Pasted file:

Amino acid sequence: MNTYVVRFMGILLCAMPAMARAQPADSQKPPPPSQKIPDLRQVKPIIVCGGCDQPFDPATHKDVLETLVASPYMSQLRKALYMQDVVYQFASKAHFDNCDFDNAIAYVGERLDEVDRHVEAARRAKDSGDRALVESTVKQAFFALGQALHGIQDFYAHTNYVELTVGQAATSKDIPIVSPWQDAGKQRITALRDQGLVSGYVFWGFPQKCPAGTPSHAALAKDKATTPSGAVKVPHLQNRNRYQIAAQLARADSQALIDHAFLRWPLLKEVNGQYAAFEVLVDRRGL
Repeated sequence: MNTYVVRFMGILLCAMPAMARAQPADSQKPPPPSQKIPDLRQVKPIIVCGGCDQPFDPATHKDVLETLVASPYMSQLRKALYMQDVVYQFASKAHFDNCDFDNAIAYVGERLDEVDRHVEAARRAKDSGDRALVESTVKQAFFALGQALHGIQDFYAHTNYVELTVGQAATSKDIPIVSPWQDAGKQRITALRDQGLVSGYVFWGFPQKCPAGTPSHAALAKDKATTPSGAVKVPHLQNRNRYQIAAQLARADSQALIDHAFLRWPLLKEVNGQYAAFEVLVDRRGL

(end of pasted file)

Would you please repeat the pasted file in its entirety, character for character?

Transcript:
Amino acid sequence: MNTYVVRFMGILLCAMPAMARAQPADSQKPPPPSQKIPDLRQVKPIIVCGGCDQPFDPATHKDVLETLVASPYMSQLRKALYMQDVVYQFASKAHFDNCDFDNAIAYVGERLDEVDRHVEAARRAKDSGDRALVESTVKQAFFALGQALHGIQDFYAHTNYVELTVGQAATSKDIPIVSPWQDAGKQRITALRDQGLVSGYVFWGFPQKCPAGTPSHAALAKDKATTPSGAVKVPHLQNRNRYQIAAQLARADSQALIDHAFLRWPLLKEVNGQYAAFEVLVDRRGL
Repeated sequence: MNTYVVRFMGILLCAMPAMARAQPADSQKPPPPSQKIPDLRQVKPIIVCGGCDQPFDPATHKDVLETLVASPYMSQLRKALYMQDVVYQFASKAHFDNCDFDNAIAYVGERLDEVDRHVEAARRAKDSGDRALVESTVKQAFFALGQALHGIQDFYAHTNYVELTVGQAATSKDIPIVSPWQDAGKQRITALRDQGLVSGYVFWGFPQKCPAGTPSHAALAKDKATTPSGAVKVPHLQNRNRYQIAAQLARADSQALIDHAFLRWPLLKEVNGQYAAFEVLVDRRGL